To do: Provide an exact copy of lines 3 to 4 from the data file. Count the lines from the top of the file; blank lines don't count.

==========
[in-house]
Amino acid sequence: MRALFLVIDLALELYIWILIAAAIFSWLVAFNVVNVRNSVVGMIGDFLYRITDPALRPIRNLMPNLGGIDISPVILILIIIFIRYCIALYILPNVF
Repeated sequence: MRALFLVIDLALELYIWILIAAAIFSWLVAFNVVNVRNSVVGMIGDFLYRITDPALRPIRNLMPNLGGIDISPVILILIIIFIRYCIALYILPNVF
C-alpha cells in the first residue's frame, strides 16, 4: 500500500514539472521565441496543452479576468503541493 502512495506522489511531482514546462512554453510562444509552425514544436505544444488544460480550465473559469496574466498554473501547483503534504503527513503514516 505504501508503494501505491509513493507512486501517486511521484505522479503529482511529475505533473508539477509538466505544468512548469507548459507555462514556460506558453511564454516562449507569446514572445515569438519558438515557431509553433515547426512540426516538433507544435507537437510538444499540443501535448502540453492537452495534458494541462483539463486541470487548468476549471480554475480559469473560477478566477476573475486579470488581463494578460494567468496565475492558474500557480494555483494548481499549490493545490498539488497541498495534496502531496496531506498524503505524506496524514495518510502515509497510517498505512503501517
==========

Repeated sequence: MRALFLVIDLALELYIWILIAAAIFSWLVAFNVVNVRNSVVGMIGDFLYRITDPALRPIRNLMPNLGGIDISPVILILIIIFIRYCIALYILPNVF
C-alpha cells in the first residue's frame, strides 16, 4: 500500500514539472521565441496543452479576468503541493 502512495506522489511531482514546462512554453510562444509552425514544436505544444488544460480550465473559469496574466498554473501547483503534504503527513503514516 505504501508503494501505491509513493507512486501517486511521484505522479503529482511529475505533473508539477509538466505544468512548469507548459507555462514556460506558453511564454516562449507569446514572445515569438519558438515557431509553433515547426512540426516538433507544435507537437510538444499540443501535448502540453492537452495534458494541462483539463486541470487548468476549471480554475480559469473560477478566477476573475486579470488581463494578460494567468496565475492558474500557480494555483494548481499549490493545490498539488497541498495534496502531496496531506498524503505524506496524514495518510502515509497510517498505512503501517